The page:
Santiz Perez claims that he and others observed his father organizing meetings in preparation for the infamous Acteal massacre that left 45 unarmed people dead. Santiz Perez also says that on December 21, 1997, the night before the massacre, men in trucks arrived in the neighborhood looking for Santiz Shilon. According to Other Campaign adherents close to Santiz Perez, the men in trucks left for Chenalo (the county where Acteal is located) with Santiz Shilon and others from the Frente Cardenista. They were gone all day on December 22, 1997. When Santiz Shilon and the other local Frente Cardenista members returned, Santiz Perez and others confronted his father and asked him where he was during the massacre. Santiz Perez reports that his father replied, “We went over there because there was a problem.” Santiz Perez made an official statement against his father through the Fray Bartolome de las Casas Human Rights Center and Enlace Civil, arguing that if Santiz Shilon didn’t directly murder anybody during the massacre, he certainly helped those who committed the crime. As often happens in war—and especially in the low intensity war in Chiapas—this drew the battle lines between father and son.

Santiz Perez says that his father’s constant threats against his family worsened in 2000 when Santiz Perez kicked Santiz Shilon out of the mansion for swindling people out of their money by selling them the Utrilla land without a deed. The situation became violent in 2002, when Santiz Shilon and his followers began to attack the family living in the mansion. In that year Santiz Shilon sent word through his brother that he had a militia of eighty armed men. That was also the year that one of Santiz Shilon’s goons kidnapped and beat up Santiz Perez.

Santiz Perez argues that his father’s attacks are based in his hatred for the Zapatista National Liberation Army, and not in a family conflict. Indeed, when attempting to convince the municipal police, Profepa, and the northern zone’s representative and secretary that he deserved the land, not his son’s family, Santiz Shilon argued that he was a law-abiding citizen, while his son is “a Zapatista.” Santiz Perez says that the Utrilla mansion is registered with the Zapatista Good Government Council in Oventic, and is under their control as part of the land recuperated by the movement. He’s also publicly declared his intentions to turn the Utrilla property into a cultural, artistic, and political space for Zapatistas and the Other Campaign in San Cristobal de las Casas, known as La Otra Jovel. One of the family’s first actions in this regard was to use the space construct a massive paper mache Emiliano Zapata for a Zapatista event in the Oventik aguascalientes.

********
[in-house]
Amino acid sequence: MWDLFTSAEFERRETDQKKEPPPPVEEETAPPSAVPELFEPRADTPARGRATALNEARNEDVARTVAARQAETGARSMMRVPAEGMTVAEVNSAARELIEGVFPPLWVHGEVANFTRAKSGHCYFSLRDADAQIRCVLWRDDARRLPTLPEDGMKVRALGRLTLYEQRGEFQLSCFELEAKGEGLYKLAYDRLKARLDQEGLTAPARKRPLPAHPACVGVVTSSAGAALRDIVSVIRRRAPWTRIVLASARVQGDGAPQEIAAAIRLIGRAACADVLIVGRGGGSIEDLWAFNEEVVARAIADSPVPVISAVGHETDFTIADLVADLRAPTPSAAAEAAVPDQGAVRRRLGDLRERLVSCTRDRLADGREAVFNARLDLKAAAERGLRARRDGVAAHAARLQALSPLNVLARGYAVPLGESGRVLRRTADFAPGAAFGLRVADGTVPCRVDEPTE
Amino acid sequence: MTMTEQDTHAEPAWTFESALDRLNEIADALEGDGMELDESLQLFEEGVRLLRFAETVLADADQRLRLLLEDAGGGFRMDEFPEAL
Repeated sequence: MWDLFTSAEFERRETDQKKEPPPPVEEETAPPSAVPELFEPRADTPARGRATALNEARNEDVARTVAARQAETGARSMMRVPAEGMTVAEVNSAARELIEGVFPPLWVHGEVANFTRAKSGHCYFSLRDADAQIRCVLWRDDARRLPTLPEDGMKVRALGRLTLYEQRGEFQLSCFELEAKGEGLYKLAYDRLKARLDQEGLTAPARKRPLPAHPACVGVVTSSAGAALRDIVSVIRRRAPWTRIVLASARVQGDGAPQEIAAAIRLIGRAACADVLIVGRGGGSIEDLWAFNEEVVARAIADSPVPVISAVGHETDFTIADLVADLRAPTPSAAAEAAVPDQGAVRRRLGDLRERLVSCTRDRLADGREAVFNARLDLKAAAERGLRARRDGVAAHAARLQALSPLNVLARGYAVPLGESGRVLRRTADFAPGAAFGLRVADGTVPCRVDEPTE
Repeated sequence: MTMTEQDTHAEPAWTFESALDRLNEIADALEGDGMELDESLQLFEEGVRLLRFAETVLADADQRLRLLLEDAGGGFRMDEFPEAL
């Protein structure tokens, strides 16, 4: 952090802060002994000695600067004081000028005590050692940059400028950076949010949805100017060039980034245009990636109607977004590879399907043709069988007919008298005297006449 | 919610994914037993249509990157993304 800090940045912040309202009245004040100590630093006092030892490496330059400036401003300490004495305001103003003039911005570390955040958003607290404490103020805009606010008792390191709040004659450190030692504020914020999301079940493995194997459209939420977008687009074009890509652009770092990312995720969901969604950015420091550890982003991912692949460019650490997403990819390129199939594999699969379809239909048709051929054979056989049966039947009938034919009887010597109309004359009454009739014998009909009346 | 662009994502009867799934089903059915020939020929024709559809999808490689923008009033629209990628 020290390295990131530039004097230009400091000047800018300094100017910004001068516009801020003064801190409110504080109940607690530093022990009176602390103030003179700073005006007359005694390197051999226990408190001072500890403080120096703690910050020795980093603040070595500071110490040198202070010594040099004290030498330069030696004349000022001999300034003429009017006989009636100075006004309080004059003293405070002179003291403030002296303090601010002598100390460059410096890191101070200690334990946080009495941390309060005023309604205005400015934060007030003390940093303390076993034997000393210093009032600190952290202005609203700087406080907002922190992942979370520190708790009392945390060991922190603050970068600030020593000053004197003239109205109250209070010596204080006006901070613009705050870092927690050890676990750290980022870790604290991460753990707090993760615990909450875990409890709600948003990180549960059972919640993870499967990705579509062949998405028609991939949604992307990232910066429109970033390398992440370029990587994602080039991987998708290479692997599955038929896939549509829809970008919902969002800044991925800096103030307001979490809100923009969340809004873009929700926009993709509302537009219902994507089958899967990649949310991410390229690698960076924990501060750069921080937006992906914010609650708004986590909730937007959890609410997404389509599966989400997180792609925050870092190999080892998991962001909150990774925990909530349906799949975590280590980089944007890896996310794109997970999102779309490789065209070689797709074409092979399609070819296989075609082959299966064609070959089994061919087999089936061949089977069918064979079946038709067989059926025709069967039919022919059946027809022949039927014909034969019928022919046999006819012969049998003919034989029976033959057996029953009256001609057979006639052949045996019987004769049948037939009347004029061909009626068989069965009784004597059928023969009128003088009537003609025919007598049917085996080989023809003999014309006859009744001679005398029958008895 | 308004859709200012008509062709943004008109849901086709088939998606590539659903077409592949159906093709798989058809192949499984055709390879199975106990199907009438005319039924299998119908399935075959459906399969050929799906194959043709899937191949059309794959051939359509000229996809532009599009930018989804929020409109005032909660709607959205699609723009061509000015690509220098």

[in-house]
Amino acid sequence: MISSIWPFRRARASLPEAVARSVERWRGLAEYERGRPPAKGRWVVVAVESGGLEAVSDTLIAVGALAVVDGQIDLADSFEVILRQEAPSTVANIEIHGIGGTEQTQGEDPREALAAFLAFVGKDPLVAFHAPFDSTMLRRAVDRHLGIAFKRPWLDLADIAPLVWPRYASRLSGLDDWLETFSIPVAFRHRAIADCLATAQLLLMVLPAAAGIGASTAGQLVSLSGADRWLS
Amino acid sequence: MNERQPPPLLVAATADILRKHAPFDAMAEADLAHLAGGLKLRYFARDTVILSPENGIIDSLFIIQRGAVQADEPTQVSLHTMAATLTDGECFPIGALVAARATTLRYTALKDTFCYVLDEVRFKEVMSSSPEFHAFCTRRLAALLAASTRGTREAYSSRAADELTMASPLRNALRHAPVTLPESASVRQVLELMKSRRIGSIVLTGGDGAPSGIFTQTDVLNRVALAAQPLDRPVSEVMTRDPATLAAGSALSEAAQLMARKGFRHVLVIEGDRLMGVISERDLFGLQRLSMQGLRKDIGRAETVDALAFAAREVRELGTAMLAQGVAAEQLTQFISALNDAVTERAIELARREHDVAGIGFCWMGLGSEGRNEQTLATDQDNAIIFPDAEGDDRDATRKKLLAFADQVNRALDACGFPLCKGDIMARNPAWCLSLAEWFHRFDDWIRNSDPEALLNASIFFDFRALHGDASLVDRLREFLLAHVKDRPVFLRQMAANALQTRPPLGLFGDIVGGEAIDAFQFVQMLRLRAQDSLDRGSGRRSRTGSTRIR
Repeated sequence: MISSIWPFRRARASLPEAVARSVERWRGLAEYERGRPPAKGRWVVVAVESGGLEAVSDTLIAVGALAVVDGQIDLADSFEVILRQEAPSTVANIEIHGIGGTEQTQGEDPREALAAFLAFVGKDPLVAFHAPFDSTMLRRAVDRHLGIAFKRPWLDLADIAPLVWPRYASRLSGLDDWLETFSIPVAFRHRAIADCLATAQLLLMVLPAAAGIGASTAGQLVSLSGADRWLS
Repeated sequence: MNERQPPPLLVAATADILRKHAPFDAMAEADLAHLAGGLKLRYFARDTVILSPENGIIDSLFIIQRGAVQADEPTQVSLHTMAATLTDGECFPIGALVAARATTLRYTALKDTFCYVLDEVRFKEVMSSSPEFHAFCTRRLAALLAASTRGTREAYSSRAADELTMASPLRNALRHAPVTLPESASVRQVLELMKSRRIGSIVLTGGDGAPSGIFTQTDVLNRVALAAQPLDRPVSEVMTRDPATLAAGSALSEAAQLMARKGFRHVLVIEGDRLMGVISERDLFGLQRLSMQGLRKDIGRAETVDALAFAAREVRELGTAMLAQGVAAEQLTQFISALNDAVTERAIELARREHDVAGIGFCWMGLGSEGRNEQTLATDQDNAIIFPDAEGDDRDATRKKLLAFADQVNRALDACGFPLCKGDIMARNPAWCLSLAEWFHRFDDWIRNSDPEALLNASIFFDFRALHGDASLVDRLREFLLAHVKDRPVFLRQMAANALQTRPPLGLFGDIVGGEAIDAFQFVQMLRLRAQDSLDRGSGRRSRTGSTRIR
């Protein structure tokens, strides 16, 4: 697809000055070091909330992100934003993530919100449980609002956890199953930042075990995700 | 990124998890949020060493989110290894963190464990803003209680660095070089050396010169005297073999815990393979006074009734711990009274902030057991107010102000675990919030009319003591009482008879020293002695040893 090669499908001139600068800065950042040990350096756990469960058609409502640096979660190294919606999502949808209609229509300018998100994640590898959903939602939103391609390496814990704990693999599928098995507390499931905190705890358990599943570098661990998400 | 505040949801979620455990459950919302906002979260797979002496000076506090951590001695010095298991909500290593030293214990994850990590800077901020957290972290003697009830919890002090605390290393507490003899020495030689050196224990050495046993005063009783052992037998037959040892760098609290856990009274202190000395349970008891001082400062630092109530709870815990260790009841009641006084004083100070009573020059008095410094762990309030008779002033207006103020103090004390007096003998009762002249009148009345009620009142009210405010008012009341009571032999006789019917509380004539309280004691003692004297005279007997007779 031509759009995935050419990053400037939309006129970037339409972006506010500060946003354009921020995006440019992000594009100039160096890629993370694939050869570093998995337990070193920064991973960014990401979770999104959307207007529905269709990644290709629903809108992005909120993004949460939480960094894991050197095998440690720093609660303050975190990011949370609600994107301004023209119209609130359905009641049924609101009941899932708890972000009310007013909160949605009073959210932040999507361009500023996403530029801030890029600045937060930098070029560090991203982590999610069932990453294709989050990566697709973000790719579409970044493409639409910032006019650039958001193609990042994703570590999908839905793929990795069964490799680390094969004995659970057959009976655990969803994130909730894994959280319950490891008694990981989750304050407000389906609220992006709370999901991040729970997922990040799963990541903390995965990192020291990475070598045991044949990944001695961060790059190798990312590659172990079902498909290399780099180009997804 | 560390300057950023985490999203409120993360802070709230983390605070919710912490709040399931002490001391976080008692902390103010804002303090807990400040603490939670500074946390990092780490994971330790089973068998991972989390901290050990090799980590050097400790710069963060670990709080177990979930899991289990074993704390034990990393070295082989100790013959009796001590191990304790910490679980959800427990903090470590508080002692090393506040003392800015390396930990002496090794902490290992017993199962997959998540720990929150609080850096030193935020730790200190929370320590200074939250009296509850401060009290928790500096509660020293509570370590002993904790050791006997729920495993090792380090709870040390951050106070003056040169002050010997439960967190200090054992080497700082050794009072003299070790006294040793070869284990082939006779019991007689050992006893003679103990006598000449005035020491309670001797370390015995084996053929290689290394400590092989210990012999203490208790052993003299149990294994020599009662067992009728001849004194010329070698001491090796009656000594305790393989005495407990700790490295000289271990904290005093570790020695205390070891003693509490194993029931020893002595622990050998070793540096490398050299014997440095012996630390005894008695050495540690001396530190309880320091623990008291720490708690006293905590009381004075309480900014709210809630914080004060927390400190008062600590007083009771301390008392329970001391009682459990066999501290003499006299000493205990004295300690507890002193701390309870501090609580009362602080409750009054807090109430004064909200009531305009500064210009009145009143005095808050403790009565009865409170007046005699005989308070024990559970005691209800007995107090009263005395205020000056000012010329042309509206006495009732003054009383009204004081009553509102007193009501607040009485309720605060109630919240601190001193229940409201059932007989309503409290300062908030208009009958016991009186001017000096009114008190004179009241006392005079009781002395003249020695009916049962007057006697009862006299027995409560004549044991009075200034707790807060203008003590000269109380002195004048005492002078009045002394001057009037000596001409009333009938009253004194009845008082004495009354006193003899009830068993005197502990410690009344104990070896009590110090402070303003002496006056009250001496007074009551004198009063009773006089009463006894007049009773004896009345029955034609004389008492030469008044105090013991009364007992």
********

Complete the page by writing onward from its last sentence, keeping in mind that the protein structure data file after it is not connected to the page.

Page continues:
Possible Federal Intervention

The situation remains tense. Santiz Perez and his family have been displaced since yesterday afternoon when the mob ran them off their land. Neither Santiz Perez nor members of La Otra Jovel have been able to return to the Utrilla property to assess the situation there because of fears of violence. Members of the mob were observed photographing adherents’ license plates on the Utrilla property yesterday.

This morning an Other Campaign adherent observed Santiz Shilon entering the San Cristobal de las Casas municipal palace with Representative Ramirez Lopez and Secretary Gomez Lopez. The same adherent noted that the weekly cabildo meetings happen every Monday morning in the municipal palace. Subsequently, adherents to the Other Campaign in San Cristobal, including Santiz Perez, have stated their “certainty that there [in the cabildo meeting] they will request the municipal government’s support and intervention in negotiating and speeding up the eviction process” at the state and federal level, “given that they [Santiz Shilon and his group] argue that the building is federal property.” The adherents are concerned that Santiz Shilon will request federal intervention in the conflict.

More photos of the November 9 confrontation at the Utrilla mansion are available here.